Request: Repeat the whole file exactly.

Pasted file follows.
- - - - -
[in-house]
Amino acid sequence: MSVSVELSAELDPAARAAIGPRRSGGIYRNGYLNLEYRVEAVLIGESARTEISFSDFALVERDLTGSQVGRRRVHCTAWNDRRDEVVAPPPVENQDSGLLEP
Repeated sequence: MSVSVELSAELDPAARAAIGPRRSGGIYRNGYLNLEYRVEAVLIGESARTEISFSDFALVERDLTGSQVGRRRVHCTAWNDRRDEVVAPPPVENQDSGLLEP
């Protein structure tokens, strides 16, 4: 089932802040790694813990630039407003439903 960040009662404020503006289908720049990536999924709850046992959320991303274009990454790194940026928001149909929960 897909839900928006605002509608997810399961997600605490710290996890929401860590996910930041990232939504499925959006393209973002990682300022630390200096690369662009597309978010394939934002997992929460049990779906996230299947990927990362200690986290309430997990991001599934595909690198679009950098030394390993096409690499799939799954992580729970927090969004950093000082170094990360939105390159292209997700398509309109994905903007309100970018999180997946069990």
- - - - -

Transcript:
[in-house]
Amino acid sequence: MSVSVELSAELDPAARAAIGPRRSGGIYRNGYLNLEYRVEAVLIGESARTEISFSDFALVERDLTGSQVGRRRVHCTAWNDRRDEVVAPPPVENQDSGLLEP
Repeated sequence: MSVSVELSAELDPAARAAIGPRRSGGIYRNGYLNLEYRVEAVLIGESARTEISFSDFALVERDLTGSQVGRRRVHCTAWNDRRDEVVAPPPVENQDSGLLEP
């Protein structure tokens, strides 16, 4: 089932802040790694813990630039407003439903 960040009662404020503006289908720049990536999924709850046992959320991303274009990454790194940026928001149909929960 897909839900928006605002509608997810399961997600605490710290996890929401860590996910930041990232939504499925959006393209973002990682300022630390200096690369662009597309978010394939934002997992929460049990779906996230299947990927990362200690986290309430997990991001599934595909690198679009950098030394390993096409690499799939799954992580729970927090969004950093000082170094990360939105390159292209997700398509309109994905903007309100970018999180997946069990």